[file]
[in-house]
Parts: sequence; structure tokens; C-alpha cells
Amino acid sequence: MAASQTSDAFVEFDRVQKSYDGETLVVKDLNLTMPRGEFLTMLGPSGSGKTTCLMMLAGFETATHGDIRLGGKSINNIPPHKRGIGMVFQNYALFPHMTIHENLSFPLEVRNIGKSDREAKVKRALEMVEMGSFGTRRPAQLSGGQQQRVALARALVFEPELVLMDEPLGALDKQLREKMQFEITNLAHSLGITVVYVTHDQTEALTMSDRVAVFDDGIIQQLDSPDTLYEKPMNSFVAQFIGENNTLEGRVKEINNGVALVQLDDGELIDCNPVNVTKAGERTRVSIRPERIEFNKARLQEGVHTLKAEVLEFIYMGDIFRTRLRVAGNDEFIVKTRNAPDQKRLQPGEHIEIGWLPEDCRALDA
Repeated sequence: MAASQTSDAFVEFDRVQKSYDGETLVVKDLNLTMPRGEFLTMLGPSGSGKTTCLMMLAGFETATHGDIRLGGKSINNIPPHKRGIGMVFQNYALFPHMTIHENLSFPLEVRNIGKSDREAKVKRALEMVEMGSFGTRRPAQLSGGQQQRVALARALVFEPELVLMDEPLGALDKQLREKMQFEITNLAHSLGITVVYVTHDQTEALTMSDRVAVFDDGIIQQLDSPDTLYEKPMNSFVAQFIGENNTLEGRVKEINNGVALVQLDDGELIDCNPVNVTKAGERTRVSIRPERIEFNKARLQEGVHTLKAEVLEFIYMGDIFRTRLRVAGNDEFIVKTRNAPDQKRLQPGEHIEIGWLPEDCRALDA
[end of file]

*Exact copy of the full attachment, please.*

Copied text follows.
[in-house]
Parts: sequence; structure tokens; C-alpha cells
Amino acid sequence: MAASQTSDAFVEFDRVQKSYDGETLVVKDLNLTMPRGEFLTMLGPSGSGKTTCLMMLAGFETATHGDIRLGGKSINNIPPHKRGIGMVFQNYALFPHMTIHENLSFPLEVRNIGKSDREAKVKRALEMVEMGSFGTRRPAQLSGGQQQRVALARALVFEPELVLMDEPLGALDKQLREKMQFEITNLAHSLGITVVYVTHDQTEALTMSDRVAVFDDGIIQQLDSPDTLYEKPMNSFVAQFIGENNTLEGRVKEINNGVALVQLDDGELIDCNPVNVTKAGERTRVSIRPERIEFNKARLQEGVHTLKAEVLEFIYMGDIFRTRLRVAGNDEFIVKTRNAPDQKRLQPGEHIEIGWLPEDCRALDA
Repeated sequence: MAASQTSDAFVEFDRVQKSYDGETLVVKDLNLTMPRGEFLTMLGPSGSGKTTCLMMLAGFETATHGDIRLGGKSINNIPPHKRGIGMVFQNYALFPHMTIHENLSFPLEVRNIGKSDREAKVKRALEMVEMGSFGTRRPAQLSGGQQQRVALARALVFEPELVLMDEPLGALDKQLREKMQFEITNLAHSLGITVVYVTHDQTEALTMSDRVAVFDDGIIQQLDSPDTLYEKPMNSFVAQFIGENNTLEGRVKEINNGVALVQLDDGELIDCNPVNVTKAGERTRVSIRPERIEFNKARLQEGVHTLKAEVLEFIYMGDIFRTRLRVAGNDEFIVKTRNAPDQKRLQPGEHIEIGWLPEDCRALDA